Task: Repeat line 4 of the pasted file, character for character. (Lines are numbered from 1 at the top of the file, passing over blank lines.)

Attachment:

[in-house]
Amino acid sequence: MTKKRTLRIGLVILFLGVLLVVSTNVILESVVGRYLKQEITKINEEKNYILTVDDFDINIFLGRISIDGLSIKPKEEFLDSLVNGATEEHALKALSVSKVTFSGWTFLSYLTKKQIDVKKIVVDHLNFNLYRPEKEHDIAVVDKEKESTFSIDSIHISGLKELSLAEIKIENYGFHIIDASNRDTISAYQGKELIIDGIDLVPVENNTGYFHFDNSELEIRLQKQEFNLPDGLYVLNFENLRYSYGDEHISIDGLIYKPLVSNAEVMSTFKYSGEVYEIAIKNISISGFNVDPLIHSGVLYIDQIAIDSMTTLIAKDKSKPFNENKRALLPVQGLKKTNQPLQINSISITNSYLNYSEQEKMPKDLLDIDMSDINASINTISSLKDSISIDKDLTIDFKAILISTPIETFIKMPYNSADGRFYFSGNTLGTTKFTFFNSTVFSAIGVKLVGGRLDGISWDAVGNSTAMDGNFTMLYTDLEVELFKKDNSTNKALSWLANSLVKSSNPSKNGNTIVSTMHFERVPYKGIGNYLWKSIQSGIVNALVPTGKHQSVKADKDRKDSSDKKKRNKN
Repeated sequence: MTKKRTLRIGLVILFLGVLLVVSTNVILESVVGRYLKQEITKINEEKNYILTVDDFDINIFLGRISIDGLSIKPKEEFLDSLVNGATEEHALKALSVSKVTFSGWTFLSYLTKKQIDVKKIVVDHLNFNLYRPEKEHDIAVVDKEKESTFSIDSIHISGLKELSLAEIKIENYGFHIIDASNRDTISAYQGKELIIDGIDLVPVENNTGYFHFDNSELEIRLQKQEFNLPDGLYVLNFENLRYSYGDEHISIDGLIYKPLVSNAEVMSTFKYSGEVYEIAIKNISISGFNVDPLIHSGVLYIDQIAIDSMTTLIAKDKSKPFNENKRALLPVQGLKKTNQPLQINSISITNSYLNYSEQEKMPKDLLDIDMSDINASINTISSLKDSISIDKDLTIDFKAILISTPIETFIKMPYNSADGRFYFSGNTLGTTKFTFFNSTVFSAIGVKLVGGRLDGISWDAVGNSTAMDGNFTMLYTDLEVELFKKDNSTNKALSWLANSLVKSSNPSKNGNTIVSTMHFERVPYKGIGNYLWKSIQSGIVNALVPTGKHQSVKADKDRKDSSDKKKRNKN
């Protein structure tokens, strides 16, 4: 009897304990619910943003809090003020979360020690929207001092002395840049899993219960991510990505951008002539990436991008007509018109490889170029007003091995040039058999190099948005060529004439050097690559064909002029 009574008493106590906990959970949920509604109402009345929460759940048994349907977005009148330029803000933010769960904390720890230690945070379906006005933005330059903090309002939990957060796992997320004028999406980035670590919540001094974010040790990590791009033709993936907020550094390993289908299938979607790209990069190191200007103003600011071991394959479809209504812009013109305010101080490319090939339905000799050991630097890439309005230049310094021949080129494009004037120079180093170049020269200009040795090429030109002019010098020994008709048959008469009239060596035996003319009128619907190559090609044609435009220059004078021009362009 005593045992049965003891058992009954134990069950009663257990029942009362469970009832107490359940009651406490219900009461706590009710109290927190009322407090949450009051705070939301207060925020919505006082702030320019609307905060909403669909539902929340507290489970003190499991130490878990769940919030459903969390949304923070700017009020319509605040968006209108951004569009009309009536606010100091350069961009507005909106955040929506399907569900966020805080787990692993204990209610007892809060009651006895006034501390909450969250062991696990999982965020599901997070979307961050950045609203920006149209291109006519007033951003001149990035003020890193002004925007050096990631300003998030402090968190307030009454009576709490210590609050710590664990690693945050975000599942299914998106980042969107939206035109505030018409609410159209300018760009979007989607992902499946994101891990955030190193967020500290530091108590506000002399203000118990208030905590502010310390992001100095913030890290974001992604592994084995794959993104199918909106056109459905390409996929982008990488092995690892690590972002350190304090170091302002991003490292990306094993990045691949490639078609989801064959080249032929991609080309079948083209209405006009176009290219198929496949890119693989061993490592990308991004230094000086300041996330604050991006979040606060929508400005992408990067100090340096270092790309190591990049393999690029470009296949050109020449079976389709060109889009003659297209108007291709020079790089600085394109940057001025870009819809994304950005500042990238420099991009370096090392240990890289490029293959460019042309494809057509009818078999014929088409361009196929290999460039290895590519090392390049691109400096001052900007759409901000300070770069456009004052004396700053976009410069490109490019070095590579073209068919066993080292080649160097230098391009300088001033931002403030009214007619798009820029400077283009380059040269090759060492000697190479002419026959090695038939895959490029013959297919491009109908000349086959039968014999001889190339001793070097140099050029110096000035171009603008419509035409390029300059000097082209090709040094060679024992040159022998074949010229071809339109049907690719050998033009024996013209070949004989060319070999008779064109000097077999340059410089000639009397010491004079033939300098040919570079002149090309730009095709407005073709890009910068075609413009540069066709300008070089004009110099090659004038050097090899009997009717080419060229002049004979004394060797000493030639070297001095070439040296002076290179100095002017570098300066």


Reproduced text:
């Protein structure tokens, strides 16, 4: 009897304990619910943003809090003020979360020690929207001092002395840049899993219960991510990505951008002539990436991008007509018109490889170029007003091995040039058999190099948005060529004439050097690559064909002029 009574008493106590906990959970949920509604109402009345929460759940048994349907977005009148330029803000933010769960904390720890230690945070379906006005933005330059903090309002939990957060796992997320004028999406980035670590919540001094974010040790990590791009033709993936907020550094390993289908299938979607790209990069190191200007103003600011071991394959479809209504812009013109305010101080490319090939339905000799050991630097890439309005230049310094021949080129494009004037120079180093170049020269200009040795090429030109002019010098020994008709048959008469009239060596035996003319009128619907190559090609044609435009220059004078021009362009 005593045992049965003891058992009954134990069950009663257990029942009362469970009832107490359940009651406490219900009461706590009710109290927190009322407090949450009051705070939301207060925020919505006082702030320019609307905060909403669909539902929340507290489970003190499991130490878990769940919030459903969390949304923070700017009020319509605040968006209108951004569009009309009536606010100091350069961009507005909106955040929506399907569900966020805080787990692993204990209610007892809060009651006895006034501390909450969250062991696990999982965020599901997070979307961050950045609203920006149209291109006519007033951003001149990035003020890193002004925007050096990631300003998030402090968190307030009454009576709490210590609050710590664990690693945050975000599942299914998106980042969107939206035109505030018409609410159209300018760009979007989607992902499946994101891990955030190193967020500290530091108590506000002399203000118990208030905590502010310390992001100095913030890290974001992604592994084995794959993104199918909106056109459905390409996929982008990488092995690892690590972002350190304090170091302002991003490292990306094993990045691949490639078609989801064959080249032929991609080309079948083209209405006009176009290219198929496949890119693989061993490592990308991004230094000086300041996330604050991006979040606060929508400005992408990067100090340096270092790309190591990049393999690029470009296949050109020449079976389709060109889009003659297209108007291709020079790089600085394109940057001025870009819809994304950005500042990238420099991009370096090392240990890289490029293959460019042309494809057509009818078999014929088409361009196929290999460039290895590519090392390049691109400096001052900007759409901000300070770069456009004052004396700053976009410069490109490019070095590579073209068919066993080292080649160097230098391009300088001033931002403030009214007619798009820029400077283009380059040269090759060492000697190479002419026959090695038939895959490029013959297919491009109908000349086959039968014999001889190339001793070097140099050029110096000035171009603008419509035409390029300059000097082209090709040094060679024992040159022998074949010229071809339109049907690719050998033009024996013209070949004989060319070999008779064109000097077999340059410089000639009397010491004079033939300098040919570079002149090309730009095709407005073709890009910068075609413009540069066709300008070089004009110099090659004038050097090899009997009717080419060229002049004979004394060797000493030639070297001095070439040296002076290179100095002017570098300066």